Where to Cafe ArtScience, a restaurant that might more aptly be called a laboratory of food and drink. The team behind it includes Harvard professor David Edwards, who teaches a class called "How to Create Things & Have Them Matter" and has invented the likes of inhalable chocolate; bartender Todd Maul, who got Boston hooked on centrifuged cocktails at Clio; and chef Patrick Campbell, previously at Eastern Standard.
What for Inhalable cocktails — figuratively and literally. If you liked drinking at Clio, you'll probably like it here, too: You'll find many of the same faces behind the bar. If sipping tasty concoctions seems passé, sample something from Le Whaf, an Edwards device that turns liquids into vapors you can "drink" through a special straw.
The scene If you've ever fantasized about being in the Woody Allen movie "Sleeper," coming here might be the next best thing. Approaching, one sees a bright, sprawling white room through glass panes. Lighted white shelves display a white orb that vibrates when you sing, inhalable pods to boost energy or immunity or to promote sleep, and Le Whafs. Behind the curving white bar are tubes, blenders, centrifuges, and relics of the present day: a hipster barista making a pour-over coffee for a guest. Above the bar hangs a sculpture that looks like a cross-section of a green glass honeycomb; the hexagonal motif continues throughout the restaurant, cellular. In the dining area, curved velvet couches flow one into the next, tete a tete a tete. Groups of silver-haired intellectuals wearing sweaters patterned like Native American blankets occupy white chairs at white marble tables. At the bar, 20-somethings on a date tuck into a plate of duck necks, and women wrapped in vast gauzy scarves decorated with safari animals consume colorful, elaborate desserts. A staffer transfers smoke from Le Whaf, a potbellied glass device somewhere between a bong and a humidifier, and curious guests inhale.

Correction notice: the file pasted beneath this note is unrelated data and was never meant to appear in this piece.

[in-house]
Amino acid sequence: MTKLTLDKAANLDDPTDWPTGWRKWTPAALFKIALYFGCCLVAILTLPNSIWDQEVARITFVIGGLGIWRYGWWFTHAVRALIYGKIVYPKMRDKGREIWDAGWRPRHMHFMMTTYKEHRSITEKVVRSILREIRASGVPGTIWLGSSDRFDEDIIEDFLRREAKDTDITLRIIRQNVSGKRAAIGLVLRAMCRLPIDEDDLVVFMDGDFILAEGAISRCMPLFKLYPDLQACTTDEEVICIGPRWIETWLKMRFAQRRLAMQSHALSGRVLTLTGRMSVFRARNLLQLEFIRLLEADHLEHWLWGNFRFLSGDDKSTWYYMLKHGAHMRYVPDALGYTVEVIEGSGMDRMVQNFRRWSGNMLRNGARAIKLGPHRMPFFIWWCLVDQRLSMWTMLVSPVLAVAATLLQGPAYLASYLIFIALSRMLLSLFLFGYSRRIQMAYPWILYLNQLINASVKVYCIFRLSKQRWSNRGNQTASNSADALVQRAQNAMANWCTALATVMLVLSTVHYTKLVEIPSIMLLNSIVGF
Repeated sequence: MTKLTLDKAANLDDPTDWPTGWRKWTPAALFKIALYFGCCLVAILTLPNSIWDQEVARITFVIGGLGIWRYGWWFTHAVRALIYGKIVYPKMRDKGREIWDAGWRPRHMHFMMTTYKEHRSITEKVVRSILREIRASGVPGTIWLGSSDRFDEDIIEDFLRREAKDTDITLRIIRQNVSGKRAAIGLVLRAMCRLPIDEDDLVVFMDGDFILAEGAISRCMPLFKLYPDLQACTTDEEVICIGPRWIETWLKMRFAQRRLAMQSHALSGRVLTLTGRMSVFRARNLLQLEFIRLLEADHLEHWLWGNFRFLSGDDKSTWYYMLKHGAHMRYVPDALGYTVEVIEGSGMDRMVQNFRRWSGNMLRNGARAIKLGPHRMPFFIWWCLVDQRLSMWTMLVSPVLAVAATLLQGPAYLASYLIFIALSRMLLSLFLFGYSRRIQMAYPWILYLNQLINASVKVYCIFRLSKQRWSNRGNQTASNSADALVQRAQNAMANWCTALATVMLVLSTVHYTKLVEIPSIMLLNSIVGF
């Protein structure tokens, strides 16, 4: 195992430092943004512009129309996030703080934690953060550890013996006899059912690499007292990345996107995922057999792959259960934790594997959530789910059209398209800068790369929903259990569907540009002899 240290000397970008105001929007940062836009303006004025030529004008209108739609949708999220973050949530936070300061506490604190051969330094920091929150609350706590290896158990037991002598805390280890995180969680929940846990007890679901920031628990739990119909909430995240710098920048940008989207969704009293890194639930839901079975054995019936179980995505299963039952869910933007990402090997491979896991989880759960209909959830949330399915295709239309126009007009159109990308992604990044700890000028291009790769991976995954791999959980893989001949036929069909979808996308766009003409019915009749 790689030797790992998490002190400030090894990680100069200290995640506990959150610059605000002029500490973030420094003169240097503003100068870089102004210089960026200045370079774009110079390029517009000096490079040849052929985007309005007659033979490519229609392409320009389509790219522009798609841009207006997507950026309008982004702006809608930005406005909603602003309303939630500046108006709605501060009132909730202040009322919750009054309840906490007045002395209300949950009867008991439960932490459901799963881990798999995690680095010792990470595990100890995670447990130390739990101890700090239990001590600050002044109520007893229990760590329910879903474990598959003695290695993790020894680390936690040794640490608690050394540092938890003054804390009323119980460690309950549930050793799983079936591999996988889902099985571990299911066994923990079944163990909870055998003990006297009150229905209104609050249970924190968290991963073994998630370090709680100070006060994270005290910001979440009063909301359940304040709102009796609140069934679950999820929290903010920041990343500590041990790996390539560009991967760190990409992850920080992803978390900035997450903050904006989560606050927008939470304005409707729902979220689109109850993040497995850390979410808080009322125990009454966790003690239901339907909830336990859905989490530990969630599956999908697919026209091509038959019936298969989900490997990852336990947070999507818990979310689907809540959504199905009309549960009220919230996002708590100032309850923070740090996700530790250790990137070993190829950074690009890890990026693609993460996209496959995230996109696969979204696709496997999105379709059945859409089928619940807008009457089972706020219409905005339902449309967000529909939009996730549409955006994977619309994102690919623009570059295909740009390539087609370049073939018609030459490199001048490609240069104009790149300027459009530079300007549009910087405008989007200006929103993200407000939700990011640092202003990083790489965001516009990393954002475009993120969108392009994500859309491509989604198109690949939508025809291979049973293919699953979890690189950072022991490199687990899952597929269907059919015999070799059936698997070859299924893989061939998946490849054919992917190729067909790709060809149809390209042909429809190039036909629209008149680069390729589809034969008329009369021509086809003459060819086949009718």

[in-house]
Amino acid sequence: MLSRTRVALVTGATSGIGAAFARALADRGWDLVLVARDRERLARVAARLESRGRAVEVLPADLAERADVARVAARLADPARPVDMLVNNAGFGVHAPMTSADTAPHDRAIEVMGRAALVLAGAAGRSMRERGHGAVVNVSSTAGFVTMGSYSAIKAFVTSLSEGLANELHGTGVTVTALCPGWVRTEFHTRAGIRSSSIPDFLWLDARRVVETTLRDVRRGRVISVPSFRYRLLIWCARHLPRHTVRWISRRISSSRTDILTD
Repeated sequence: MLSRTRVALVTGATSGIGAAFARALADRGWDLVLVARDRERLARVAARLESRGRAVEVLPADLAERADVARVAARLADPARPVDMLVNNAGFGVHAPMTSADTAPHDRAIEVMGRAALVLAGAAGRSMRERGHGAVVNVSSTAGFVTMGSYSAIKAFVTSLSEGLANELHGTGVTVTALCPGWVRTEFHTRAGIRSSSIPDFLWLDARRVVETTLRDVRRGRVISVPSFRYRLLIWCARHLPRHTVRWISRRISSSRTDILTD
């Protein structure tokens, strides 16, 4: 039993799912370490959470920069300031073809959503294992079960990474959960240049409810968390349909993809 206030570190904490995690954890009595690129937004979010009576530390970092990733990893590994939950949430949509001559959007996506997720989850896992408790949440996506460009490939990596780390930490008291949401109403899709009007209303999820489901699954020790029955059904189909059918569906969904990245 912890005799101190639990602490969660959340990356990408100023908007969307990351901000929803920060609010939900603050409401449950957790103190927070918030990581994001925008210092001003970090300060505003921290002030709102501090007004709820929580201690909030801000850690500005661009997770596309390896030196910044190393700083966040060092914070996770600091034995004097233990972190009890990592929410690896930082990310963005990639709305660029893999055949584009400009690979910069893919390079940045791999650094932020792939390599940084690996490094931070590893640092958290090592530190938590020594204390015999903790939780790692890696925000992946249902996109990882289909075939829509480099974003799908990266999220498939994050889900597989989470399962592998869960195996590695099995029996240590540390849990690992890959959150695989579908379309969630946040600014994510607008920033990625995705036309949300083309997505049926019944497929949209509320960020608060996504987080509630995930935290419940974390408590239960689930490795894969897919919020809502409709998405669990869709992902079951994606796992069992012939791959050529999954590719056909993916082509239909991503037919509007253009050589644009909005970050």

What you're eating You'll find the likes of beef carpaccio with lobster, XO sauce, and truffles; roasted bone marrow with escargots and pork belly rillons; and bone-in Rhode Island fluke with potato, crosnes, and birch emulsion. For dessert: a huckleberry and lime creamsicle with ras al hanout sponge cake, frosted amaranth, and candied rose petals.
Care for a drink? The Todd Collins, Take II, is a tall glass of Old Tom gin, Old Raj gin, lemon juice, and simple syrup with two stirrers: a Benedictine-soaked cucumber and a blue, violet-flavored ice cube that changes the taste of the drink as it melts. Or try the Ardbeg Drink: Ardbeg Scotch, sherry, Swedish Punsch, and oak smoke.
Overheard Talk about adjusting surface tension of cocktails, Plato, camping, and vaporizing cheeseburgers. "It has lipids," a bartender explains. "As a human, I'm having a hard time arguing with aerated fat," says one customer, trying the butter. "How could you turn that down as an organism?" Someone samples a dish: "This tastes like emulsified Funyuns," she says. An argument over snack foods breaks out. "Have you ever had nachos? That's not cheese. It's cheese food!" People try to analyze the flavors in various foods and drinks. "Tarragon, take me away!" someone exclaims. "Why wasn't I born a douchebag?" a man murmurs longingly, eyeing a group of nicely dressed gentlemen laughing heartily in a corner. "It was very engaging and highly disturbing," a woman is telling her date, gesticulating. "You and fiber!" one friend says to another. "I know. I have issues," he replies.
650 East Kendall St., Kendall Square, Cambridge, 857-999-2193, www.cafeartscience.com.